Motu : Oileain: Trinity Roots, Irish collaboration enchants Tauranga Arts Festival Crowd


Combining the unique sounds of an iconic NZ roots band with traditional Irish music might seem an unlikely mash-up, but the recent performance from Motu : Oileáin was a collaboration that was both soulful and rebellious.

Taking part in the 2015 Tauranga Arts Festival, the seven musicians consist of Warren Maxwell, Rio Hemopo and Ben Wood from Trinity Roots and Irish musicians Alan Doherty, Tola Custy and Gerry Paul along with revered Irish singer Pauline Scanlon.

Their collaboration Motu : Oileáin (“islands” in Te Reo and Irish) is a project masterminded by guitarist Gerry Paul and the group has performed in New Zealand and overseas to rave reviews.

The performance at Baycourt on Monday, 26 October began with the three Irish musicians who treated the audience to some traditional jigs before inviting Pauline Scanlon onto the stage. Fluent in Gaelic, Scanlon is a sweet, husky singer and performed a spellbinding set that included “The Old Churchyard”, “Paddy’s Lamentation” and “Foggy Dew”.

Those in the audience who attended for the Irish aspect may have been unfamiliar with Trinity Roots’ music and their unique blend of soul, jazz, rock and roots – not to mention their legendary meandering instrumental performances – but the band was well received when they performed after the Irish set. Front man Warren Maxwell delivered his usual raspy, good-natured narrative and the trio played a hypnotic first set that included crowd-favourite “Home, Land & Sea.”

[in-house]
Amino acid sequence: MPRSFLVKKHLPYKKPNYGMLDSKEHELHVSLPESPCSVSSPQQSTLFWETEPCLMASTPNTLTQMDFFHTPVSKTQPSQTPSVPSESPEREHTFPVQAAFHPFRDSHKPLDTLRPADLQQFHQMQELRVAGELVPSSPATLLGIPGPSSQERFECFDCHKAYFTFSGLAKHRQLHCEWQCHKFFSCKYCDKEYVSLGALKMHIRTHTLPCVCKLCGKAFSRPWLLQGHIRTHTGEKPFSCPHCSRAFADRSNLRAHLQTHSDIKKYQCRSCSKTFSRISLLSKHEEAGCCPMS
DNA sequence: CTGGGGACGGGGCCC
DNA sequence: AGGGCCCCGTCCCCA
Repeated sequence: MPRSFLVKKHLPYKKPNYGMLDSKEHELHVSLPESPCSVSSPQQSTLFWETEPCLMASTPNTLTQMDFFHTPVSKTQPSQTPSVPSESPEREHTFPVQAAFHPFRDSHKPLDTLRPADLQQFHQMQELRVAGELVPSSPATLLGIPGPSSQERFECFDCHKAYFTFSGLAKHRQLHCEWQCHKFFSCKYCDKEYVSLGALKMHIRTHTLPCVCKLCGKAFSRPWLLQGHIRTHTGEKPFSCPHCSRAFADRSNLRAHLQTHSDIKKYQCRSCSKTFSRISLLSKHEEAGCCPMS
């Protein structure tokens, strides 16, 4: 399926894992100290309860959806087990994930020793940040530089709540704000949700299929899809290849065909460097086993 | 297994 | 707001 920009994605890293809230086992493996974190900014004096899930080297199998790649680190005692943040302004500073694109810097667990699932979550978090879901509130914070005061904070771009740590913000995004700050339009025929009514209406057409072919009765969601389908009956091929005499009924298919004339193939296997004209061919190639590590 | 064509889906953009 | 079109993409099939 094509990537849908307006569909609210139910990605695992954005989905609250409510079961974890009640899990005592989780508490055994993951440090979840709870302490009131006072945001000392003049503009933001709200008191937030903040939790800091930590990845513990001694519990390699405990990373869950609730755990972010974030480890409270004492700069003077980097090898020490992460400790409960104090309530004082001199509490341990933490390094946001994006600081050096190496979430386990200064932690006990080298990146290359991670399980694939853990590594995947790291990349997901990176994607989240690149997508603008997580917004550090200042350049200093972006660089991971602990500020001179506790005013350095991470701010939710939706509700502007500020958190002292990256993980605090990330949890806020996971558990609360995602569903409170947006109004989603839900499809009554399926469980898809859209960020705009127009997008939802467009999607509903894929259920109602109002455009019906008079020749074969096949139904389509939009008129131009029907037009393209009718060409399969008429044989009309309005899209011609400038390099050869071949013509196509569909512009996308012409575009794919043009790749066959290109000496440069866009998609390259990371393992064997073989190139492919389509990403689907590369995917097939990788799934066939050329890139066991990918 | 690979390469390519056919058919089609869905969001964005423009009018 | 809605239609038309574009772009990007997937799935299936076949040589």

After a half hour intermission (also known as “fifteen Irish minutes”) things got underway again and this time all seven performers took to the stage. The Irish musicians provided back-up vocals, flute, fiddle and guitar on songs like “Village Man” from Trinity’s latest album Citizen. The Kiwi trio then reciprocated by backing Scanlon on the haunting “False, False”, a performance that effortlessly contemporised a very old folk song.

While some songs were still recognisable as belonging to one or the other group, much of the second set was a fascinating blend of the two genres. There were stunning flute and fiddle solos and a beautiful rendition of the Maori waiata “Purea Nei” performed in Te Reo by Rio Hemopo which flowed seamlessly into a traditional Irish song sung in Gaelic by Pauline Scanlon. The overall result was a powerful, entrancing musical experience that blended the common themes of language, land and loss.

Irish music fans will undoubtedly love the traditional songs, but for those who are not acquainted with Trinity Roots’ music I would advise you to come with an open mind.

Gerry Paul said at the end of the night; “Thank you to Trinity Roots for saying yes to this crazy idea.” I couldn’t agree more. I think all who attended had their horizons broadened and that, after all, is what arts festivals should be about.

Motu : Oileáin is:

Warren Maxwell – Vocals, Keys, Guitars

Rio Hemopo – Bass

Ben Wood – Drums, Vocals

Pauline Scanlon – Vocals

Alan Doherty – Flute, Vocals

Tola Custy – Fiddle

Gerry Paul – Guitar, Banjo

Loretta Crawford: ARTbop welcomes new Bay of Plenty Contributor, Writer, Loretta Crawford.


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